Old Vine

Definition - What does Old Vine mean?

Old vine is a labeling term used to indicate that the grapes used to produce the wine come from vines that are considered exceptionally old. Wines made from old vines tend to be concentrated and intense. There are no restrictions placed on the use of this term.

Wine producing vines can grow and produce berries for up to 120 years; however, after 20 years, the crop and average yields decrease. This decline in production results in fruit that is more concentrated and intense, creating wines with these qualities. The vine expends more energy and effort into the fewer berries. Another theory is that the older the vine, the deeper and stronger the root system. This means the vines are able to reach different nutrients in the soil, which can change the flavor of the grape.

WineFrog explains Old Vine

The definition of "old vine" is not legally defined nor is there a generally accepted definition. Some winemakers believe that 50 qualifies as old, while others say 80. The general understanding is that, so long as the wine is over the 20 - 30 year hump, where it starts producing smaller yields, then the vine can be considered old.

The term might or might not reflect any varied characteristics in the wine itself; it could be used for marketing purposes. If you see the term on a wine bottle, check if the estate is reputable and/or has included the age of the vine on the label as well to verify if the vine is, in fact, old.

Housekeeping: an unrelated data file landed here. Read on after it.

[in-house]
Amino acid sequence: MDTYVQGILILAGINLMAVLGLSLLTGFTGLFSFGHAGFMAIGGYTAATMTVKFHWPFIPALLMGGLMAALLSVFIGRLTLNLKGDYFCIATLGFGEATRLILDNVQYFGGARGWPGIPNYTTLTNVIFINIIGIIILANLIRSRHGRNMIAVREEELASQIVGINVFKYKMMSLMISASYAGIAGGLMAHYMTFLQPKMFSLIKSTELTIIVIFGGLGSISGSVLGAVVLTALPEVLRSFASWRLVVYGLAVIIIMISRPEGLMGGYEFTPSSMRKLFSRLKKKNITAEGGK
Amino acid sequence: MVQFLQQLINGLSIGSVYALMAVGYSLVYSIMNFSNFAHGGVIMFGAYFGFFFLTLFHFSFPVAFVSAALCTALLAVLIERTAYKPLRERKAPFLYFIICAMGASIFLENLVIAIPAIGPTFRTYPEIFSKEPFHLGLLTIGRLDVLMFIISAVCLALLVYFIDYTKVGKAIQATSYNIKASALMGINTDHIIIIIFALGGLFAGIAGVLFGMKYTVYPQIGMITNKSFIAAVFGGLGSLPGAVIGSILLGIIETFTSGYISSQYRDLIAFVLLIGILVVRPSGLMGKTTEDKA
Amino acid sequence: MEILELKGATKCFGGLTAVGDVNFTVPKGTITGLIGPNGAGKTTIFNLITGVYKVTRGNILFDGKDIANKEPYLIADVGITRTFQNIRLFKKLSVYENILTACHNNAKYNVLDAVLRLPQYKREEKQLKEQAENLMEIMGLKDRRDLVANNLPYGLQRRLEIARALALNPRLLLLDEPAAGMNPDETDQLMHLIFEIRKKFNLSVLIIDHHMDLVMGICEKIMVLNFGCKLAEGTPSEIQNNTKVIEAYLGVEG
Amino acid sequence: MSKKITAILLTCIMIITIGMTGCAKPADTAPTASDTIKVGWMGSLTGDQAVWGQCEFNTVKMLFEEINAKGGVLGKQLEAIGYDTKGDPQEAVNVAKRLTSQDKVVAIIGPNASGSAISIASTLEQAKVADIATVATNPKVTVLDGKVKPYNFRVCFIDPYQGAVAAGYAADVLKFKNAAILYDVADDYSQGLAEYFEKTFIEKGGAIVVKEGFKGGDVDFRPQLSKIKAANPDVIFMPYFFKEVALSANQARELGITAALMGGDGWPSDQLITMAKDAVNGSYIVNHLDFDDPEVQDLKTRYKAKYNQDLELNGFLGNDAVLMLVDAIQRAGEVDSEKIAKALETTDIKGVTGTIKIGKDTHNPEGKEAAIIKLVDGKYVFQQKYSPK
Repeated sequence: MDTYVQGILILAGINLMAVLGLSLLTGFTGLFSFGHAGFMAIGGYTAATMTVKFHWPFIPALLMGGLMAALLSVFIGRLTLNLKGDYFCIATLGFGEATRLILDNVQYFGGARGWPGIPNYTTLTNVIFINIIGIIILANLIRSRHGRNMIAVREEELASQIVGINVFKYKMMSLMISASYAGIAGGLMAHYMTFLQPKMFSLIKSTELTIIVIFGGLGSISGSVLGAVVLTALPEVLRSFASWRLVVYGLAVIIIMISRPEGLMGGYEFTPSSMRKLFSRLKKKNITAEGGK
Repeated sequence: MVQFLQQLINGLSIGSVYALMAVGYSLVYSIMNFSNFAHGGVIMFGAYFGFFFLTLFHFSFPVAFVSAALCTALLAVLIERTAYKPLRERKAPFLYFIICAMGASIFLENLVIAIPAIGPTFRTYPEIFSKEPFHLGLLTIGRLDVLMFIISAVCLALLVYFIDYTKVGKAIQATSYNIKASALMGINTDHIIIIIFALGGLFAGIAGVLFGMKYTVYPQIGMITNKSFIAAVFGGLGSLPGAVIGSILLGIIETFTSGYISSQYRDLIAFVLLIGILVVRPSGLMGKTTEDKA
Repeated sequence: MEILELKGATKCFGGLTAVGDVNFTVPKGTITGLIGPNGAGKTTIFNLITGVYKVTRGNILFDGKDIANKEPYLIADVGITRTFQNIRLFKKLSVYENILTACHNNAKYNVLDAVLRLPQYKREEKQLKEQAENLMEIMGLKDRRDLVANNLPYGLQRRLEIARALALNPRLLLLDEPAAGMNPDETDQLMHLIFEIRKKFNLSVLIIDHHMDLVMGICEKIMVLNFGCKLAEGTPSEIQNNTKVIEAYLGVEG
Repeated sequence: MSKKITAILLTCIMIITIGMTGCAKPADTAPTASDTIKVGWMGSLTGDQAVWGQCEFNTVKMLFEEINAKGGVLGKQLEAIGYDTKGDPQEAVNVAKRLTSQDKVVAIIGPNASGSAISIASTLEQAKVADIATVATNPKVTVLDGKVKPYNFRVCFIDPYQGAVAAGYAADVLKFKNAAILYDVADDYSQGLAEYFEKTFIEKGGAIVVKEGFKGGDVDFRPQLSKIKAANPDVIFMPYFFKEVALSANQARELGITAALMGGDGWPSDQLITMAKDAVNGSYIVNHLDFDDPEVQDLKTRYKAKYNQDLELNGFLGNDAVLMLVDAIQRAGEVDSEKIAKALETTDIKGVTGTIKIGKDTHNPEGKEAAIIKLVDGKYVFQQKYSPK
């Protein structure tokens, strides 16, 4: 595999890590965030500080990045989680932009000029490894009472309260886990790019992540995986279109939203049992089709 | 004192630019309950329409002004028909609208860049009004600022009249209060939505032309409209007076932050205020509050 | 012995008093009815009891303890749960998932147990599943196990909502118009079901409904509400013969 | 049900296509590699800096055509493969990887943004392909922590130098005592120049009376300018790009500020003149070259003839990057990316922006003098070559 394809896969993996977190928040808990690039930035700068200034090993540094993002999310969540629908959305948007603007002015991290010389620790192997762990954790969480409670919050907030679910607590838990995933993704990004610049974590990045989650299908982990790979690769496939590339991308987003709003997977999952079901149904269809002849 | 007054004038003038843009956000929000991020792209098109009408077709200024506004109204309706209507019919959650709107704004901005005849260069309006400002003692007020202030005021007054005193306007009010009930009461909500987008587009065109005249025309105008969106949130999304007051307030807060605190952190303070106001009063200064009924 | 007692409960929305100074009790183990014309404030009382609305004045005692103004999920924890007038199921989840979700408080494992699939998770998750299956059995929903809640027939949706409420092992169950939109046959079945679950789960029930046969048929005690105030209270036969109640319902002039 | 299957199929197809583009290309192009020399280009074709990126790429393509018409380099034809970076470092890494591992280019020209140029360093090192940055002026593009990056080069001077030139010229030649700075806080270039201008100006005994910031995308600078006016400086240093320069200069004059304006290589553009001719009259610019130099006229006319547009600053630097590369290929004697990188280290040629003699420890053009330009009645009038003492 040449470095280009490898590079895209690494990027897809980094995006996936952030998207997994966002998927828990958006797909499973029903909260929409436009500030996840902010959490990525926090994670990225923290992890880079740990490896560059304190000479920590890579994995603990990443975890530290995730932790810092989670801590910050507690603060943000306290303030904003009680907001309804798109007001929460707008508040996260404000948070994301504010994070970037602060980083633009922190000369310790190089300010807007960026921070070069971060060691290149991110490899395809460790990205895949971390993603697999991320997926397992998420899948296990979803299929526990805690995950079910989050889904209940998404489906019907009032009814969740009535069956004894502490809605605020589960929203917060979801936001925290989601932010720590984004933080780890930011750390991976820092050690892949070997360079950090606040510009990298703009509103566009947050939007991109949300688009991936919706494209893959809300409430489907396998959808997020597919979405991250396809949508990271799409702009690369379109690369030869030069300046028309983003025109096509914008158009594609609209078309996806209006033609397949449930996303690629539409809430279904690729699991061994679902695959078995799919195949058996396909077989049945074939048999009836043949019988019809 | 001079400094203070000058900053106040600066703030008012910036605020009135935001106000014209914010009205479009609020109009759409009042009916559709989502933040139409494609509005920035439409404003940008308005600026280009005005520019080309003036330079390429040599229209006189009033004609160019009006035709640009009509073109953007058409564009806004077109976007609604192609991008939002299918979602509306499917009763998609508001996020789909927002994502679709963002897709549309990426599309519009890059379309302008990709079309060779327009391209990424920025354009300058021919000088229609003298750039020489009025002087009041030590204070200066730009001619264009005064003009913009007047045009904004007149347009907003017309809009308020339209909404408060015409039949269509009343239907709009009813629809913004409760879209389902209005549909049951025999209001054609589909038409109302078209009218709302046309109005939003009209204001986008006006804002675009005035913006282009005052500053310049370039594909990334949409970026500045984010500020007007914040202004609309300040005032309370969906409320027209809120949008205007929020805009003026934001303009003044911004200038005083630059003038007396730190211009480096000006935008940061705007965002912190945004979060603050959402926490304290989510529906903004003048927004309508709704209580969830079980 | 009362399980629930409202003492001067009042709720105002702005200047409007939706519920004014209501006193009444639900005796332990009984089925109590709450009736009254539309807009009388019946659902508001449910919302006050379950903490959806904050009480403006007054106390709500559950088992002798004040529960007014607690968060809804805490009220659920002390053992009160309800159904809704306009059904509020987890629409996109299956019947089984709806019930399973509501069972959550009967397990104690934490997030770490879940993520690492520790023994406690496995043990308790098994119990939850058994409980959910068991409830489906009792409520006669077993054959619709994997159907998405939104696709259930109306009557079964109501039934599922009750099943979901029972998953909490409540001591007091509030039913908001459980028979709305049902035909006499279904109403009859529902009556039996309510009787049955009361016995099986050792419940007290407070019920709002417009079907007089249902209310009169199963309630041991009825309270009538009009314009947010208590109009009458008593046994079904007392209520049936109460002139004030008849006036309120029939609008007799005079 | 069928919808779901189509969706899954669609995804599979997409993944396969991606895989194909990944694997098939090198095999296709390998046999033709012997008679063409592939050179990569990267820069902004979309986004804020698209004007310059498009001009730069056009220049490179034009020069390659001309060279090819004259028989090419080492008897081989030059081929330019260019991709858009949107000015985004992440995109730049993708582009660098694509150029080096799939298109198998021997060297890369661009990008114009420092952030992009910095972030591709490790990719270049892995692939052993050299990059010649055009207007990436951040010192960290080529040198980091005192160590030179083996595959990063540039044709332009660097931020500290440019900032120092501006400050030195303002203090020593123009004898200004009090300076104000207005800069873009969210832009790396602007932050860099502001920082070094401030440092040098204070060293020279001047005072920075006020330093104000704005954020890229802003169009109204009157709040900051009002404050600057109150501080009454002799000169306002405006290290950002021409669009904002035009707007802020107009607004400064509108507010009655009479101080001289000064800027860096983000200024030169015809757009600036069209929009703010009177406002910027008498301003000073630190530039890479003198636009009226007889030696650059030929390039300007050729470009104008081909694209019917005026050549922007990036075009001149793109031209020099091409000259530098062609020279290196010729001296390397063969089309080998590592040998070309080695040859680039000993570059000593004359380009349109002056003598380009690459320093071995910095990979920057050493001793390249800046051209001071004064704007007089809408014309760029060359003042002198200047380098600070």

Old Vines around the world have different names that are basically translations of the term into the respective languages:

  • Vieilles Vignes in France
  • Alte Reben in Germany
  • Vinhas Velhas in Portugal
  • Viñas Viejas in Spain
Some of the most notable old vines in the world are:
  • Turkey Flat Vineyard’s Shiraz (Barossa Valley, Australia); oldest commercial vines/planted in 1847
  • The Zametovka (Maribor, Slovenia); oldest grape-producing vine/alive in the 17th Century
  • Grandpere Vineyard’s Zinfandel (Amador County, California); oldest New World vines/planted in 1865
  • Domaine Henri Marionnet’s Romorantin (Loire Valley, France); oldest French vine/planted in 1850
Modern science developed a way to prolong the production of youthful fruit on the vine. The "Cordon Renewal," used mainly in California, allows vineyard managers to keep older vines more productive by selectively pruning the branches of a vine (called the Cordons) closer to the trunk.
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